Students who meet academic and performance benchmarks will be admitted into the doctor of osteopathic medicine program at one of VCOM’s three campuses. Similar programs at other schools guarantee interviews but not admission.

Read the full article.

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Virginia News

Expansion - with Strings

By Laura Vozzella - Washington Post

Virginia House Speaker M. Kirkland Cox on Monday signaled that Republicans would be willing to go forward with some kind of Medicaid expansion if Democrats support a work ­requirement for recipients.

He did so in a letter addressed to Gov. Ralph Northam (D), who made expansion the cornerstone of his 2017 campaign and greeted the missive as good news. But the letter reads like an ultimatum.

It warns the new governor that expansion could hinge on the fate of two bills to impose work requirements on existing Medicaid recipients. The bills, which come before the House Rules Committee on Tuesday, would require the state to apply for a federal waiver to impose work requirements on existing Medicaid recipients.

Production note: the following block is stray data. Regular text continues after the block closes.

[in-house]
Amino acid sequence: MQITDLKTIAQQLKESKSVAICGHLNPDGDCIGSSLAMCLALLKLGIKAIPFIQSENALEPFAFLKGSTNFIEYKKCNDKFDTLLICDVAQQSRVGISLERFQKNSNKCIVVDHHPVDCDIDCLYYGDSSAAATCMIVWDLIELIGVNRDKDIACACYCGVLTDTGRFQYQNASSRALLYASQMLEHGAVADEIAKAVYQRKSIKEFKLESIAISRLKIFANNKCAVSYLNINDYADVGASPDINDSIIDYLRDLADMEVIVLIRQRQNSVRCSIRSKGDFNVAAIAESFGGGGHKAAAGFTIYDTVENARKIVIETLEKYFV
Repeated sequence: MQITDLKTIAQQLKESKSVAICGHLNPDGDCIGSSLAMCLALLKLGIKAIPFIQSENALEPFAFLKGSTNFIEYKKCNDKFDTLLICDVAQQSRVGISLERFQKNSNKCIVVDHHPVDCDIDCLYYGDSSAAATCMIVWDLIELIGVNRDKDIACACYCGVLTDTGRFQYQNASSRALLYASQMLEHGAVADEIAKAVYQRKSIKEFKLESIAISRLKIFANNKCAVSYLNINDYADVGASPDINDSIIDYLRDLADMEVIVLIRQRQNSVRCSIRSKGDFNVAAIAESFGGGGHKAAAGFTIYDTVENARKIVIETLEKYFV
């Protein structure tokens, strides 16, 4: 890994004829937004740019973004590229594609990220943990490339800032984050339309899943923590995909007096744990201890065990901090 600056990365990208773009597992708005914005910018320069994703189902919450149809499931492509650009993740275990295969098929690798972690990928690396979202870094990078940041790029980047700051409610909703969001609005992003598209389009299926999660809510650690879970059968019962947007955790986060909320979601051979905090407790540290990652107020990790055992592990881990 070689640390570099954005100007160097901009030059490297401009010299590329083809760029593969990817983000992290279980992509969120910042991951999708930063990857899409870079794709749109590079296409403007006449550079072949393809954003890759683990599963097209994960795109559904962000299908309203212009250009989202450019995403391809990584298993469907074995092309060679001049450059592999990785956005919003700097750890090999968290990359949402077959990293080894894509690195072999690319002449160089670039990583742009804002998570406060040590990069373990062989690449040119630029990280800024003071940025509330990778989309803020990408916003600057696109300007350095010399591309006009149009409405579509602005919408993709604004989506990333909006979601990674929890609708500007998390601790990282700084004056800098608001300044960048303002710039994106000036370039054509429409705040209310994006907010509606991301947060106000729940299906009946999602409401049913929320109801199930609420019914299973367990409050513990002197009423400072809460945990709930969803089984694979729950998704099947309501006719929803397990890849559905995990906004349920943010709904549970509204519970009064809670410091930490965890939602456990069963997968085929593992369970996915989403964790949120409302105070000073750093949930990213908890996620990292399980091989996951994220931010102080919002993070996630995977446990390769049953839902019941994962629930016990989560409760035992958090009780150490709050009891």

Read the full article.

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Ballad Merger

By David McGee - Bristol Herald Courier

The Tennessee Department of Health issued a Certificate of Public Advantage January 31 to allow two area health care systems to join and form Ballad Health. The department issued a written statement, where Health Commissioner John Dreyzehner announced the state is officially allowing a merger of Wellmont Health System and Mountain States Health Alliance.

The Virginia Department of Health is expected to issue its cooperative agreement, which is similar to the Tennessee COPA.

Read the full article and related stories from Johnson City Press (and 2nd story), WJHL, and Bristol Herald Courier.